While the world’s population is growing older and birth rates continue to decline. Current trends show that 23 nations–including Spain and Japan–will see populations halved by 2100.
There are now as many people turning 80 as there are babies being born.
As a result, talent is becoming a scarce resource. Companies considering the future of work are looking to pivot to create a work culture that all ages want to age in–and stay in. That means looking beyond outdated retirement norms to fill the gaps. It also means understanding the impact of longevity–not only for older workers, but across the age spectrum.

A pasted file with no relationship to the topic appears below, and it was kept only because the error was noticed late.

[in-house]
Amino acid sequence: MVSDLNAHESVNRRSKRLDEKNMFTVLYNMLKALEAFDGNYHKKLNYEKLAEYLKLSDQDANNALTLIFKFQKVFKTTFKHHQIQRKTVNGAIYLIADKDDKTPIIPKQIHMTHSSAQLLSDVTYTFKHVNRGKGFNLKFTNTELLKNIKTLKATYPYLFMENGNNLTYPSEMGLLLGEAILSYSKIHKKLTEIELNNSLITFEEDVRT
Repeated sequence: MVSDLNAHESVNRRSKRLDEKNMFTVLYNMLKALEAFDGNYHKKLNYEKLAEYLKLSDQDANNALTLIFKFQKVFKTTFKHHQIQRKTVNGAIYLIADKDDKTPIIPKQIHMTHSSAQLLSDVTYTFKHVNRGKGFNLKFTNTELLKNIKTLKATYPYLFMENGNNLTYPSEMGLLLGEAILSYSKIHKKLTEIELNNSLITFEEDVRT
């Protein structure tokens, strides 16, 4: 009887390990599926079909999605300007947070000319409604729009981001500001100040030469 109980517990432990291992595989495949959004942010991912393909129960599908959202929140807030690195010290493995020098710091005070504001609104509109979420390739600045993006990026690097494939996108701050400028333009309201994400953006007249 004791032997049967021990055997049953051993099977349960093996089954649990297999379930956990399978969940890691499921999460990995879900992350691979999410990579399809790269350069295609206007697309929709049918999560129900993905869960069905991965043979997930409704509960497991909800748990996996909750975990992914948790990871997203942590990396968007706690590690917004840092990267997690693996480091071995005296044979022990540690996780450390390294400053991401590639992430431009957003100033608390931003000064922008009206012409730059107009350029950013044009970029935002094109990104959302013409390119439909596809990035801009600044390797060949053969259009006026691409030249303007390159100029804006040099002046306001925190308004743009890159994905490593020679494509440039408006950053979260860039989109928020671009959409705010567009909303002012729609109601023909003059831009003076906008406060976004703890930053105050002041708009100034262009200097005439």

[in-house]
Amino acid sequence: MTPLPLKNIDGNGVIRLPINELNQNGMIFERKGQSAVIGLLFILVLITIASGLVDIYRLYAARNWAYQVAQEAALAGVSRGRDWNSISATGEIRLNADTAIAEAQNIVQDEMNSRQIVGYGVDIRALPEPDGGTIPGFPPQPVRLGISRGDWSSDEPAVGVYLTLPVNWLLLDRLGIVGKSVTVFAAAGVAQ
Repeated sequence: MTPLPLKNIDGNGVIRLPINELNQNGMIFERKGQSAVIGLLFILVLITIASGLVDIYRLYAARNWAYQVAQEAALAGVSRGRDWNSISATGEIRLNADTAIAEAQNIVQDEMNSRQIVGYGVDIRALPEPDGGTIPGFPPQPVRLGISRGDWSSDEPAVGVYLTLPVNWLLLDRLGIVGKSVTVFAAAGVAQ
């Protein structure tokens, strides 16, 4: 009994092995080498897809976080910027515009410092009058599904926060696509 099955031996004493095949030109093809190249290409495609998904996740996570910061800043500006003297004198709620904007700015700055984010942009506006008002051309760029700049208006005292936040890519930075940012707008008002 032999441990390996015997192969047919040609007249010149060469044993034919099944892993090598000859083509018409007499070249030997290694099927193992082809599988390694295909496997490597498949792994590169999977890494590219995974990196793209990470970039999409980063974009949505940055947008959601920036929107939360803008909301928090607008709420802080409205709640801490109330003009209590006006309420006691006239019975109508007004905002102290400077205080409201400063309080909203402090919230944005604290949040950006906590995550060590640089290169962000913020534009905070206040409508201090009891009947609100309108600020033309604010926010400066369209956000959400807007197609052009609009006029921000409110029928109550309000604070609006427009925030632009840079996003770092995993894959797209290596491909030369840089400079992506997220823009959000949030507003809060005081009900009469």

When companies focus on benefits inherent in longevity, employees receive the training and education they need to support an age-inclusive workplace. They learn to recognize age assumptions and hold themselves and others accountable for change. Leaders begin tracking age demographics to better understand how they hire, train, promote, and retain all aged talent.
The last few years have forced companies to make accommodations on a massive scale. Once leaders wake up to the shifting age demographics, the urgency to pivot will accelerate. Companies already there will undoubtedly have the advantage.
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